The Details on Vaginal Discharge

Vaginal discharge is a fluid secreted from mucosal glands in the vagina and cervix. These secretions help to keep the vagina clean by removing cell build up and debris each day. This helps to keep the vagina and reproductive tract healthy. Many things can factor in to the color of vaginal discharge and the color can change from on day to the next. And along with color changes, the consistency of the discharge may also change.

This is most often linked to the menstrual cycle, depending on where they are in their timeline.

  • Day 1-5: The uterus sheds it’s lining at the beginning of the cycle, creating red or bloody discharge.
  • Day 6-14: After the period ends, there may be less vaginal discharge than normal. As the egg develops and matures, the discharge may become cloudy, white, or yellow. It will also feel and look sticky.
  • Day 15-25: In the days leading up to ovulation, the discharge will be thin and slippery, much like egg whites. After ovulation occurs, the discharge will go back to cloudy, white, or yellow with sticky or tackiness.
  • Day 26-28: Discharge will lighten and lessen in the days leading up to a period.
Vaginal Discharge Color Chart

Defining the Colors of Vaginal Discharge

Shades of Red

‘Red’ is most often the result of bleeding during a period. On average, menstrual bleeding occurs around every 28 days, and is considered normal any time between 21 and 35 days. A period usually lasts between 3 and 5 days, but can be longer, or shorter.

If you are experiencing bleeding in between your periods or having any other concerning issues with your period, you should meet with your medical care team to discuss. If you have gone through menopause and experience bleeding, you should meet with your gynecologist, as this can be a sign of endometrial cancer.

Shades of White

‘White’ can includes creams, light yellows, and other light hues of these colors. If there are no other symptoms being experienced with this color, then it is most likely a sign of a healthy, lubricated vagina.

If the consistency is thicker or more like cottage cheese, with or without a strong odor, can be a sign of infection. White, thick, strong-smelling discharge is usually associated with a yeast infection, which can cause itching, burning, and general discomfort. See a doctor if you are struggling with this.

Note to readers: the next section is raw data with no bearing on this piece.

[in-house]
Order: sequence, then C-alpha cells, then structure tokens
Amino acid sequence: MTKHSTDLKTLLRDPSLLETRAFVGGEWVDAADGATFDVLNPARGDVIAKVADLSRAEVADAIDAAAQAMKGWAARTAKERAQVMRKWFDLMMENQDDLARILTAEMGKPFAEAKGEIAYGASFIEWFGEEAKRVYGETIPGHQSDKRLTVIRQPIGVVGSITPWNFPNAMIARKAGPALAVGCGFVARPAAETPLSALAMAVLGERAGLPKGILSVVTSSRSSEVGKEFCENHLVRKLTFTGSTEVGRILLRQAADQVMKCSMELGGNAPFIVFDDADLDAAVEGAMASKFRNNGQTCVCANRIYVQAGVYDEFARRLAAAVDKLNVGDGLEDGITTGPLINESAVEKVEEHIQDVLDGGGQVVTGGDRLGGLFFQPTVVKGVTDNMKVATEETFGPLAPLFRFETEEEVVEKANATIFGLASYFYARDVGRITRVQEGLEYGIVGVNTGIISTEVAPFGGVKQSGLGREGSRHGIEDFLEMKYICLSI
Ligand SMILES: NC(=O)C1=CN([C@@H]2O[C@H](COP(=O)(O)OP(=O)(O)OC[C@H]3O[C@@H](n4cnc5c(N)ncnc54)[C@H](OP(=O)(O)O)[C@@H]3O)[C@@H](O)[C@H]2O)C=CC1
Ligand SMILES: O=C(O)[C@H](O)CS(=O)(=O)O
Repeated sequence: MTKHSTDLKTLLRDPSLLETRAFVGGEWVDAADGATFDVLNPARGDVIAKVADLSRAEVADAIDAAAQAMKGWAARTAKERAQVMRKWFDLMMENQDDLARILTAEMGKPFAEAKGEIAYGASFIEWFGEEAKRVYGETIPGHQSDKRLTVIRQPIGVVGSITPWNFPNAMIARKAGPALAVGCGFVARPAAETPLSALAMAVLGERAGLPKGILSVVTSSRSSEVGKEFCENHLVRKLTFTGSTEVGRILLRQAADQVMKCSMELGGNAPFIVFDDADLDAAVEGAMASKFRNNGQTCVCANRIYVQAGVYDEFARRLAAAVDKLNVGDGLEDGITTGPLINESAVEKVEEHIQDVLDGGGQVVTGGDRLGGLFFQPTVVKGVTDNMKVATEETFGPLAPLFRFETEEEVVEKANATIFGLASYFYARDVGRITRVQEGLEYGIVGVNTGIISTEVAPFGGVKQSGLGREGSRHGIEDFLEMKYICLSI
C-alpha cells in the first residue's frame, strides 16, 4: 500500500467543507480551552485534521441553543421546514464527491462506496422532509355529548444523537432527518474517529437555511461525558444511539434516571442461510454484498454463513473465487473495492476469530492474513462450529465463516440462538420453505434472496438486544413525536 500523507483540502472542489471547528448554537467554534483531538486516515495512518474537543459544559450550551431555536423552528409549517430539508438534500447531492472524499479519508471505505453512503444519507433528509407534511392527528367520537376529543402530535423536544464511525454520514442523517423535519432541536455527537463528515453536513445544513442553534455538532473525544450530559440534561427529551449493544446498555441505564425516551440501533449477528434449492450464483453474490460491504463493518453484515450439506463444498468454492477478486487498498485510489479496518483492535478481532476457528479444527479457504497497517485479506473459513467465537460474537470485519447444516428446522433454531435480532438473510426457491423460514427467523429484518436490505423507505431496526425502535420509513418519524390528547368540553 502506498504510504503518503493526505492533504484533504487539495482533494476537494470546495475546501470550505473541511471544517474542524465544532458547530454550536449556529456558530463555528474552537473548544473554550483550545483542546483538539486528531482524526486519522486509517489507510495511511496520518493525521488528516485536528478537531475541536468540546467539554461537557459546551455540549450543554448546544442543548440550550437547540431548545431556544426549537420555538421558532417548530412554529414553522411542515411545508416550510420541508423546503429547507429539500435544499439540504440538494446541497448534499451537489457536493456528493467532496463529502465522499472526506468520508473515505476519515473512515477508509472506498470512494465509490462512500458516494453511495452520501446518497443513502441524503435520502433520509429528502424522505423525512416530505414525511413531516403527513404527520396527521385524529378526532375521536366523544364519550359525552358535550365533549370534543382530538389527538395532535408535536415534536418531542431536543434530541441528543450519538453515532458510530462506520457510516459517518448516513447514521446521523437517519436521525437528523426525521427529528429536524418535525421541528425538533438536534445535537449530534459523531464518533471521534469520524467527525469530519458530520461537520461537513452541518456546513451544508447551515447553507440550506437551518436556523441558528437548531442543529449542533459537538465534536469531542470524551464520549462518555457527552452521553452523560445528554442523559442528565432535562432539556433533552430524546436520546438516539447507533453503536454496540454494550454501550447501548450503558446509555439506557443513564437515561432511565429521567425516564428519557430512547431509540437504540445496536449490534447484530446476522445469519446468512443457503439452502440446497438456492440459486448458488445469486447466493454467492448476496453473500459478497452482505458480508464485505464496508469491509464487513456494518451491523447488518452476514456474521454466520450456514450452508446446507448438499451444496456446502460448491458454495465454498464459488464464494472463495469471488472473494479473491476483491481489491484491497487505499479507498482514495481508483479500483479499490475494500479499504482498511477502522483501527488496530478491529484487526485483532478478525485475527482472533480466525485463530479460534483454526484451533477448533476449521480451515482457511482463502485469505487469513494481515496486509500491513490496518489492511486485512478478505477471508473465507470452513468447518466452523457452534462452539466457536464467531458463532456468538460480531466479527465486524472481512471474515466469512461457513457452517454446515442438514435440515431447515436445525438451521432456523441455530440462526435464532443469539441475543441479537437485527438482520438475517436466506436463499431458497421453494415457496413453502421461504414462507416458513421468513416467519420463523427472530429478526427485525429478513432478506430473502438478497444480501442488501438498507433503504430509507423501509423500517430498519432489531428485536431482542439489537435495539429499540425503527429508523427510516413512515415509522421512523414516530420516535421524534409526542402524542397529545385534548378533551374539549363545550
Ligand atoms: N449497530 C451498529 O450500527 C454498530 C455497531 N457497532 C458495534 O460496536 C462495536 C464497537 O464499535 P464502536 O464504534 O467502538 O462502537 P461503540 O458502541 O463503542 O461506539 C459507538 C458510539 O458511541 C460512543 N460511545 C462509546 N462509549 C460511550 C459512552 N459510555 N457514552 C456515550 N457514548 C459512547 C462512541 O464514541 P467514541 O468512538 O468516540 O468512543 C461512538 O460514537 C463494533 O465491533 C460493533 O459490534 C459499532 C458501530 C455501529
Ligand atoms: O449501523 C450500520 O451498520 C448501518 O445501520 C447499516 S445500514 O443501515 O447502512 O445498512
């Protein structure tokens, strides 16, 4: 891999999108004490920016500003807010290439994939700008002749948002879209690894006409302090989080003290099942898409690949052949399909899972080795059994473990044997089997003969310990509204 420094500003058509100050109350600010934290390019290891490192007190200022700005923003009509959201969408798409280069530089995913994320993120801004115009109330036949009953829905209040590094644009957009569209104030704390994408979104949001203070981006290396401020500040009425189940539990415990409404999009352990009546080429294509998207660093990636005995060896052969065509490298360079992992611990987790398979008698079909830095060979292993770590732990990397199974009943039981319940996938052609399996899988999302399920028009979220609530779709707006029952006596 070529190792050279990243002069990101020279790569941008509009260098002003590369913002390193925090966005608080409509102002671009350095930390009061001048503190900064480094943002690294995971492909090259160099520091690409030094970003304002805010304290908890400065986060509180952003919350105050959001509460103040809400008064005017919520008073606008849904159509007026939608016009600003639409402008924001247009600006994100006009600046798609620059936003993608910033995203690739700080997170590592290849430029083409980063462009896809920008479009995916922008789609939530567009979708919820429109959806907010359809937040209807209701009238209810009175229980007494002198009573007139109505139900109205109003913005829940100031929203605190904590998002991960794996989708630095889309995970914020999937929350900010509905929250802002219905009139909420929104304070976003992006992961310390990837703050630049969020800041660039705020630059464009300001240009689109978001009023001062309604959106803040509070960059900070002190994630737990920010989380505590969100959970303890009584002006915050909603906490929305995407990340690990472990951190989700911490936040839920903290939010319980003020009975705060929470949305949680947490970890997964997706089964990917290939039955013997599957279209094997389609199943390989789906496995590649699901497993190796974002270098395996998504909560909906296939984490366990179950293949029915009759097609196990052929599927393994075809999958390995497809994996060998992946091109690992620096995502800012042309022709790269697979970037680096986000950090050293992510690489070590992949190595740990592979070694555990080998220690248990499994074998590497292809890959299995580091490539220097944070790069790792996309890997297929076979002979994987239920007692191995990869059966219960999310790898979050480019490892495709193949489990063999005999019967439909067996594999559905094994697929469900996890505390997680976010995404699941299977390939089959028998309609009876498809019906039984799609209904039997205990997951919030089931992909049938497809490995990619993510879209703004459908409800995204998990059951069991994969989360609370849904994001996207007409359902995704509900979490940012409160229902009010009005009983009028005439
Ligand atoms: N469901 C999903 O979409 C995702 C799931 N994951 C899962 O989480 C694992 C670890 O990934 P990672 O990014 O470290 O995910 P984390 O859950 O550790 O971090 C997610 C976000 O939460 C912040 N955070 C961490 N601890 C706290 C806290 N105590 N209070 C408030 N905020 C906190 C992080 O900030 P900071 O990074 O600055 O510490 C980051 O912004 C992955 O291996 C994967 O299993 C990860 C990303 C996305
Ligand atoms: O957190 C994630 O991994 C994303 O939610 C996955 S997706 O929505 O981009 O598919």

Shades of Yellow Green

When discharge has a light-yellow hue, it indicates no real problem. This shade can be very apparent when the person has recently changed their diet or added or changed their supplements.

If the discharge is a darker shade of yellow, yellow-green, or green that is a typical sign of a bacterial infection or sexually transmitted disease. Thick, clumpy, and foul-smelling odor are signs that you should meet with your medical care team as soon as possible to begin treatment.

Shades of Pink

Discharge that contains small quantities of blood can be tinged light pink, or deeper pink. This discharge is most normally seen with spotting before a period begins but can also be a sign of implantation bleeding in early pregnancy.

Some may experience a bit of spotting after ovulation, which can also trigger pink discharge. Pink discharge after sexual intercourse or sex acts can occur when small tears or irritation occurs in the cervix or vagina.

Shades of Clear

Typical, normal vaginal discharge is usually clear or slightly whiteish. It can be slippery or have the consistency of egg whites. A person is more likely to experience clear, slippery discharge just before ovulation, during sexual arousal, and during pregnancy.

Shades of Gray

Any shade of gray vaginal discharge is a sign of a potential problem with a bacterial infection specifically called bacterial vaginosis (BV). Bacterial vaginosis can cause a myriad of other vaginal symptoms including:

  • -itching
  • -irritation
  • -a strong odor
  • -redness around the vulva or vaginal opening

If you have gray discharge, you should see your doctor as soon as possible to begin treatment.

Seek out the care of your medical team if you are facing any of the following symptoms in or around your vagina:

  • Itching
  • Pain or discomfort
  • Discharge that is frothy or like cottage cheese
  • Bleeding between periods or after menopause
  • Spotting after sex, more than once
  • Grey, green, or yellow discharge
  • A strong odor
  • A burning sensation during urination

See your doctor if you notice any irregular changes in vaginal discharge or other symptoms that could mean problems in your reproductive tract.

Resources Used:

Reclaiming Intimacy



Medline Health

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